Marriage Matters Part 2




Thank you to everyone who responded to my first post on marriage. All of your comments were so encouraging and it makes me excited to continue to write about ways that you can enrich your marriage and make it everything God intended it to be.

If you haven't had a chance to read the first post check it out here: 

Jarryd and I have recently been doing a lot of premarital counseling together... which I absolutely love! Getting to work with a couple at such a sweet time in their life is so refreshing to me. A time where they are usually so drunk with love and completely naive to any notion that the road before them will EVER be a bumpy one. Whenever Jarryd and I leave a session we are always blown away by how much we grow in our own marriage through helping and teaching others to prepare for their own.

The inspiration for this post came from the idea that I believe we can learn so much from couples who are in the beginning stages of their relationship, in addition to, couples who have been married for a longer period of time. Both can offer valuable insight into how we can love each other deeper in marriage. 

What can we learn from couples with the least amount of experience about marriage you ask?

Well I'll tell ya...

We can be reminded of how important it is to pursue one another, to have fun, to not sweat the small stuff, to be more forgiving, to be less critical, to laugh, and to dream. It is so important to remember what it was that you fell in love with in the first place. Being around new love from couples in the honeymoon phase can inspire and encourage those of us who have been together longer to never lose the desire to be passionate about our relationship.


Almost every couple goes through the "honeymoon" stage at the beginning of their relationship. I used to think that it was possible to stay in this stage if you worked at it, but now I know this is not the case. However, the stages that follow have the potential to be EVEN BETTER! In the honeymoon stage, the newness of everything is the most intoxicating part. It only makes sense that once someone becomes familiar, they lose the "newness" feeling. It is when this newness fades that I believe is when the real work begins. The payoff to this work is a healthy relationship that is filled with depth, intimacy, comfort, trust, and great joy.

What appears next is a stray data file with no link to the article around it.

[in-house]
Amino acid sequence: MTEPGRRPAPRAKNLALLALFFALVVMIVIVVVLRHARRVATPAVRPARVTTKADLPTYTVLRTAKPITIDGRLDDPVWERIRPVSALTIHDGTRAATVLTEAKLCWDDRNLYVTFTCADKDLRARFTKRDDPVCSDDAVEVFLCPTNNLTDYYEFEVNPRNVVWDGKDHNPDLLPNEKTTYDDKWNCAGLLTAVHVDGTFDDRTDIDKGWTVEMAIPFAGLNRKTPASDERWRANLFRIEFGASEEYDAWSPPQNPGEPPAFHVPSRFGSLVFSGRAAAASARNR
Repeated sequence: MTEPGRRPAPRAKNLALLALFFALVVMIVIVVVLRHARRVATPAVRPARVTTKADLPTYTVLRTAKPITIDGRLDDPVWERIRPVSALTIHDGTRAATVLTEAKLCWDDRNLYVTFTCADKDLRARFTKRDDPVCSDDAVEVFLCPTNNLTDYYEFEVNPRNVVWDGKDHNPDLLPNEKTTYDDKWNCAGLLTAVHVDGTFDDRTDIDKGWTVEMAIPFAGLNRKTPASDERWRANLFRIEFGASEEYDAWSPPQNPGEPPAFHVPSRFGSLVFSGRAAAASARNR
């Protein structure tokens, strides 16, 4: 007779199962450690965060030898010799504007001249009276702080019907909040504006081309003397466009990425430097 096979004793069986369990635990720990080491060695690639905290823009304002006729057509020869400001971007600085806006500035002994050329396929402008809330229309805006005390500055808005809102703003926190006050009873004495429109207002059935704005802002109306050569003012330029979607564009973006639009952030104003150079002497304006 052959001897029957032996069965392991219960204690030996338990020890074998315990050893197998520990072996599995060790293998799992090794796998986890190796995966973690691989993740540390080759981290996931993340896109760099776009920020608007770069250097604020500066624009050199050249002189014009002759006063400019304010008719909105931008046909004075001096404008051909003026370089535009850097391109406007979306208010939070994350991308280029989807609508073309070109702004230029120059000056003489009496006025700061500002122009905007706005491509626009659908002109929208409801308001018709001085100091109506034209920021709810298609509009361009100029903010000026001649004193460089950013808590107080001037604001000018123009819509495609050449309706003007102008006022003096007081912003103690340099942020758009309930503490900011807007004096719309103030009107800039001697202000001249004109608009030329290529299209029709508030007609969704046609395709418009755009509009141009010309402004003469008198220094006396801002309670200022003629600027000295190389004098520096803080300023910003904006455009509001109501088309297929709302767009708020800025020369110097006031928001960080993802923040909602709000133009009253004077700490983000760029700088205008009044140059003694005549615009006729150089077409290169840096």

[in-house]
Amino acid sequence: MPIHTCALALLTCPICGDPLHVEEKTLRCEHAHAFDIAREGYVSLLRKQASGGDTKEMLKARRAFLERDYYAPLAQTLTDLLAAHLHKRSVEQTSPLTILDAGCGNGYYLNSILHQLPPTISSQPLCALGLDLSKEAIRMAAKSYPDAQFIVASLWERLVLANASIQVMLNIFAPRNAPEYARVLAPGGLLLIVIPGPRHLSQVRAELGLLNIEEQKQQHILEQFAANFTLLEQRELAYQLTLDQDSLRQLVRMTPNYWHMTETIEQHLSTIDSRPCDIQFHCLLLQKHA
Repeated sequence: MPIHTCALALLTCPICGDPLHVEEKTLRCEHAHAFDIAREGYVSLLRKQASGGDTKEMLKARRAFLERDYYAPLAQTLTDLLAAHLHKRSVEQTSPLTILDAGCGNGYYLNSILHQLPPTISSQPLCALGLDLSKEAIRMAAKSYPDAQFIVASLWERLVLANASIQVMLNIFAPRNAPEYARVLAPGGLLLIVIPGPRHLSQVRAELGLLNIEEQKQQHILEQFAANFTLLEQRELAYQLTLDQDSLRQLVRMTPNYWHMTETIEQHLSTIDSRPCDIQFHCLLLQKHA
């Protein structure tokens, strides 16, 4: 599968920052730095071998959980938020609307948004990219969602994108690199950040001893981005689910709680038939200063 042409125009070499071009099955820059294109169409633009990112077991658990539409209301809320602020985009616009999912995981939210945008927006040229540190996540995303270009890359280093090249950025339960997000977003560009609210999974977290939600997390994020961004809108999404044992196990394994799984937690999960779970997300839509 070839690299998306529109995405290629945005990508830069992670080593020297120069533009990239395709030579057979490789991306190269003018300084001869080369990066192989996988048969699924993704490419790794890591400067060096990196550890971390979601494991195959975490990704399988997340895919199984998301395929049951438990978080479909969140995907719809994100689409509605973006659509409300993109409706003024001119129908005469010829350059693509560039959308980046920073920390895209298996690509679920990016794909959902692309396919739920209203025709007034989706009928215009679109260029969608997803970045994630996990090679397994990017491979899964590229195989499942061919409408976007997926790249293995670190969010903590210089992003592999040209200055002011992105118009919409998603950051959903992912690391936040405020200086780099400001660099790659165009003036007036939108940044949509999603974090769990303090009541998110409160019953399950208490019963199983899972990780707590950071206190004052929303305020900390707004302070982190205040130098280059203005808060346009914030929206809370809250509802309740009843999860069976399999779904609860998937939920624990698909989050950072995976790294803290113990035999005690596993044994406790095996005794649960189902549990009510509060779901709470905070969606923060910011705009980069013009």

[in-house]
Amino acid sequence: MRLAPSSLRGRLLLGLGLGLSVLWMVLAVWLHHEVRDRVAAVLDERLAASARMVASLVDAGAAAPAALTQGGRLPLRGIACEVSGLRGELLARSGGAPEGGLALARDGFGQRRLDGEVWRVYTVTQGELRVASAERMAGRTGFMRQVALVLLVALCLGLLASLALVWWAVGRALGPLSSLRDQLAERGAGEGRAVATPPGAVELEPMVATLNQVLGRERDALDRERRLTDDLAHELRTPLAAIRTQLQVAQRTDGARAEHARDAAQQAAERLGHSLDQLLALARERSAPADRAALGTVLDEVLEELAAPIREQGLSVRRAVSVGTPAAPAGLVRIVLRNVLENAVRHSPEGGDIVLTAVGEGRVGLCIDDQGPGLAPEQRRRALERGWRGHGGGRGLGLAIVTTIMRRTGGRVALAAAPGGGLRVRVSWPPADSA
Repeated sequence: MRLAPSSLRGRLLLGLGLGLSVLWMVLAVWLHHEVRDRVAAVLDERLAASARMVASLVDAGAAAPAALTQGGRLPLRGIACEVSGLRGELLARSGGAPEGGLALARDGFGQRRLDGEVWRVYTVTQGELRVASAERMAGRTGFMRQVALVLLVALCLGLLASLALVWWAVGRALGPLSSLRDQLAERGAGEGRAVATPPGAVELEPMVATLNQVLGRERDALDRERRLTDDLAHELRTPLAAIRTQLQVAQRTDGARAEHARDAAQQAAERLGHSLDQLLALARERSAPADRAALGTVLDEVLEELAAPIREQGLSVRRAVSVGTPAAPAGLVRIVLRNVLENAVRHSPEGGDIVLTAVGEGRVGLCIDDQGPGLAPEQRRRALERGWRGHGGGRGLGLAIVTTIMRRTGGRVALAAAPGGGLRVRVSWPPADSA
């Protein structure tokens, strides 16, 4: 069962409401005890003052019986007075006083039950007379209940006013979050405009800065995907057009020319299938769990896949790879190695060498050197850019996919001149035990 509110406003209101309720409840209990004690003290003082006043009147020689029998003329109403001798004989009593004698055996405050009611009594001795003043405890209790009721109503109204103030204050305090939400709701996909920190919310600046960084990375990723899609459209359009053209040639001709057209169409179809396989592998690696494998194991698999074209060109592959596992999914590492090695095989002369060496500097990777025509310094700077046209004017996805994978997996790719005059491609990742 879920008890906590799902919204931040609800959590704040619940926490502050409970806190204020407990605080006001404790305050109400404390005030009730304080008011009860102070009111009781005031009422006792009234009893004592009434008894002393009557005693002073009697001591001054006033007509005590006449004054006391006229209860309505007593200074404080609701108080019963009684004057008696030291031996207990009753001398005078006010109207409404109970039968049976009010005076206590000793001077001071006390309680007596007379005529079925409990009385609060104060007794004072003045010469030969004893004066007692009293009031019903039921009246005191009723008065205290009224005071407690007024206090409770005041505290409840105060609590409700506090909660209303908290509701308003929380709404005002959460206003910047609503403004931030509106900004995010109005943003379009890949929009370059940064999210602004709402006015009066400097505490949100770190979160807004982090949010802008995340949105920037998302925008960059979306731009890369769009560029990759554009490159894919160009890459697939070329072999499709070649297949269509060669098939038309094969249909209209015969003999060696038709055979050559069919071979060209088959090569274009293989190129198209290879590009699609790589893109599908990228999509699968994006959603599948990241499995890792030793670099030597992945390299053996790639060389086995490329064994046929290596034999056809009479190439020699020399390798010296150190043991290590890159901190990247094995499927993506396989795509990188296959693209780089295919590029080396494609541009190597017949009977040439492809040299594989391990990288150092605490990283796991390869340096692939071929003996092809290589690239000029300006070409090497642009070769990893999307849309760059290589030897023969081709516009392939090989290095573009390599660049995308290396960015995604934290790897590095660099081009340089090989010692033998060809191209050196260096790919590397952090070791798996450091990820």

With that being said, I think it is still so important to work to keep your marriage fun and exciting. It will not always be new, but it CAN be a relationship that never gets old. As people grow in life they go through changes and develop new interests. This is why I think it is so important to continue to learn about your spouse throughout your marriage. Only 3.5 years in, and Jarryd and I already have new hobbies and passions that were not there in the beginning of our relationship. It is our job to continue to learn and support one another in who we become.

On the day of your wedding, you are not just committing to love who that person is on that day but you are also committing to love that person in who they become in the future.

In addition to learning to love and grow with your spouse, it is also important to continue to invest in the passions that were already there in the beginning of your relationship. My amazing husband introduced me to the world of golf on our very first date. I remember thinking it was the most boring sport in the world... but it was such a big part of his life that I was more than eager to learn to love it. I went with him constantly to the golf course, dedicated to learn all there was to know about the game. All for love... right? (:




I remember hearing all the older married guys talk about how their wives used to come out to the golf course with them too but now they avoid it like the plague. I don't want to be that kind of wife. I want to always show an interest in the things that my husband is passionate about. While golf is very much his passion and not mine, I want to be a part of it because it is a part of who he is.

I can understand why this idea is easier in the beginning of a relationship but I think it is important that we actively show our love for our spouse in this way. It demonstrates an unconditional and sacrificial kind of love that the Lord desires to see in our marriage. Unfortunately in the world we live in, this is not the love that we typically see in marriages anymore.